The first object that catches your attention is the Sambro Island Lighthouse lens, which lit the way for mariners as they sailed into Halifax Harbor from 1906 to 1967. The bronze and glass lens was then replaced by an airport-type beacon and brought to the museum.
The first-floor exhibits recount Nova Scotia’s maritime history and that of the Royal Canadian Navy. At the time of my visit, a diorama depicting the Halifax Naval Yard in June 1813 was under construction. When completed, the diorama will display the arrival of the captured USS Chesapeake under escort of the HMS Shannon during the War of 1812. In the gallery, there are several artifacts from the Chesapeake, such as a chest and mess kettle. Throughout the museum are hundreds of other naval artifacts, taken from shipwrecks or given as sailors’ souvenirs.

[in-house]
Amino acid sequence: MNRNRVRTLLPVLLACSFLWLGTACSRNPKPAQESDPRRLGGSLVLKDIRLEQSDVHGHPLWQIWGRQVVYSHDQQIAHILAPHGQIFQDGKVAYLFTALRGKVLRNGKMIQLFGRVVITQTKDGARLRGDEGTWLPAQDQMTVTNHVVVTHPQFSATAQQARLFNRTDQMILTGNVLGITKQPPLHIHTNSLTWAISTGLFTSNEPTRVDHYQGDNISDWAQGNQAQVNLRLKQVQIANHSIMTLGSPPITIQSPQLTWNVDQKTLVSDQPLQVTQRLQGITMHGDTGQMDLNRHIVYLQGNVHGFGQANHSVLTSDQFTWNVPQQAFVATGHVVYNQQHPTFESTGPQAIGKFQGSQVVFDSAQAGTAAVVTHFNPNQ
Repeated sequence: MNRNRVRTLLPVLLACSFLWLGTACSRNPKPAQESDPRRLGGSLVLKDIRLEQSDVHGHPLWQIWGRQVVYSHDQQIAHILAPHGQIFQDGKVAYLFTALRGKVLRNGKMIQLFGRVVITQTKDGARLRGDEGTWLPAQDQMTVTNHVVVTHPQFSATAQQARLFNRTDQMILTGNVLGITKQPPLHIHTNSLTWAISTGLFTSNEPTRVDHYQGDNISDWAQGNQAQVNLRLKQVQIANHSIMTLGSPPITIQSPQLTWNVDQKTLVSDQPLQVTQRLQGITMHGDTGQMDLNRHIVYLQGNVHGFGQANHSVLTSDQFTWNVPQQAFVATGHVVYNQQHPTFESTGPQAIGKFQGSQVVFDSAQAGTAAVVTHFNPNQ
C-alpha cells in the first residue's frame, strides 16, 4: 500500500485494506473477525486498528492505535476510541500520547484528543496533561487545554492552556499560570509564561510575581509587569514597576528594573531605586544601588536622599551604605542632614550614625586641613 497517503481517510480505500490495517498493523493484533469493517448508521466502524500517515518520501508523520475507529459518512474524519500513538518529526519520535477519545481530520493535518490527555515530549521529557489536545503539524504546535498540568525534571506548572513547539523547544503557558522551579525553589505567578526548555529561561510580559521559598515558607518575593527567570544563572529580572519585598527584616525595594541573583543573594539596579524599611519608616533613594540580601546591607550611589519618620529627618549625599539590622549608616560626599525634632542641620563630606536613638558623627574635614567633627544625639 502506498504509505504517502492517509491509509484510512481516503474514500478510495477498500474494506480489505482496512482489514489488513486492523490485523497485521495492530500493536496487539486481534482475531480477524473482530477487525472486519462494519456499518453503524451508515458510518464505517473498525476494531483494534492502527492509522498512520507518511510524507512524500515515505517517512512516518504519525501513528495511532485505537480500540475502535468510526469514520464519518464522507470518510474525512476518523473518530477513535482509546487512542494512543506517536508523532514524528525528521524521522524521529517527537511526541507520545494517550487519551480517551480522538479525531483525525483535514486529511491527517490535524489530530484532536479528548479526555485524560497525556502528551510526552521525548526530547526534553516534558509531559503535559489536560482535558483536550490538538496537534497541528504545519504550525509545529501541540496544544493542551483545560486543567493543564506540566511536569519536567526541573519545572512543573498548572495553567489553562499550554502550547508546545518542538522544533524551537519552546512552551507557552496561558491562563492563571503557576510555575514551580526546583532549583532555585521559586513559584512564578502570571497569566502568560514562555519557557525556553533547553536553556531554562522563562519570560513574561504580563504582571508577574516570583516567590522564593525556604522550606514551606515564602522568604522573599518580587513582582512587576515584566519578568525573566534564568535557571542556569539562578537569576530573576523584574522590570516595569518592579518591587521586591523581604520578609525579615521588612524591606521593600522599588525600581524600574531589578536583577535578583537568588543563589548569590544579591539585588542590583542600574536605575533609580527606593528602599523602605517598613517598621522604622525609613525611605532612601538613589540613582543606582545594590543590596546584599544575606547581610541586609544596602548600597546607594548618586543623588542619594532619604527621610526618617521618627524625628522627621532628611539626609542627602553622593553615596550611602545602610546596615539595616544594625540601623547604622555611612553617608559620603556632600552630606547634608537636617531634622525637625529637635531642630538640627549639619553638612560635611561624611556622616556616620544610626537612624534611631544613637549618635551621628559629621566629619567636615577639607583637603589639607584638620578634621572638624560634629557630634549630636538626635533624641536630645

Also in the first-floor exhibits is an open contact mine, which allows visitors to see its inner workings. Finally, toward the far end of the first floor and facing the water lies the Small Craft Gallery, where visitors can experience up close boats from different periods of Halifax Harbor’s history.